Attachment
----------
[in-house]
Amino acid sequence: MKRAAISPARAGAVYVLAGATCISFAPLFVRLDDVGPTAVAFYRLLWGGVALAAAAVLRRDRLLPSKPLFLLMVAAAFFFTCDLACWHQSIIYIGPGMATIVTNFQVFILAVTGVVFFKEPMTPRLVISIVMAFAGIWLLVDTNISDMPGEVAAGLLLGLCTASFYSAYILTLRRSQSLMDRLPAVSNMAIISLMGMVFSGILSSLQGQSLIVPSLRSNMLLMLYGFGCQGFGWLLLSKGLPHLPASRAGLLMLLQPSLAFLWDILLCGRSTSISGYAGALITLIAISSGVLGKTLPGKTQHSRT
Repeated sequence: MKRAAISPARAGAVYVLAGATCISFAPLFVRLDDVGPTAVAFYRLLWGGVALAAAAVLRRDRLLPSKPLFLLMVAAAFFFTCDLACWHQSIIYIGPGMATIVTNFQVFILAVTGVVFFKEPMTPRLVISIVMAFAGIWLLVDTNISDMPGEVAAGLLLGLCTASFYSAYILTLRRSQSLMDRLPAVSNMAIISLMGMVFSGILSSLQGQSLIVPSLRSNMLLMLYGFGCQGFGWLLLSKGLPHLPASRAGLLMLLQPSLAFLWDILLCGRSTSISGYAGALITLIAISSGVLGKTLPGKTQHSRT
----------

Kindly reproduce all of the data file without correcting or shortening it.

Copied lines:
[in-house]
Amino acid sequence: MKRAAISPARAGAVYVLAGATCISFAPLFVRLDDVGPTAVAFYRLLWGGVALAAAAVLRRDRLLPSKPLFLLMVAAAFFFTCDLACWHQSIIYIGPGMATIVTNFQVFILAVTGVVFFKEPMTPRLVISIVMAFAGIWLLVDTNISDMPGEVAAGLLLGLCTASFYSAYILTLRRSQSLMDRLPAVSNMAIISLMGMVFSGILSSLQGQSLIVPSLRSNMLLMLYGFGCQGFGWLLLSKGLPHLPASRAGLLMLLQPSLAFLWDILLCGRSTSISGYAGALITLIAISSGVLGKTLPGKTQHSRT
Repeated sequence: MKRAAISPARAGAVYVLAGATCISFAPLFVRLDDVGPTAVAFYRLLWGGVALAAAAVLRRDRLLPSKPLFLLMVAAAFFFTCDLACWHQSIIYIGPGMATIVTNFQVFILAVTGVVFFKEPMTPRLVISIVMAFAGIWLLVDTNISDMPGEVAAGLLLGLCTASFYSAYILTLRRSQSLMDRLPAVSNMAIISLMGMVFSGILSSLQGQSLIVPSLRSNMLLMLYGFGCQGFGWLLLSKGLPHLPASRAGLLMLLQPSLAFLWDILLCGRSTSISGYAGALITLIAISSGVLGKTLPGKTQHSRT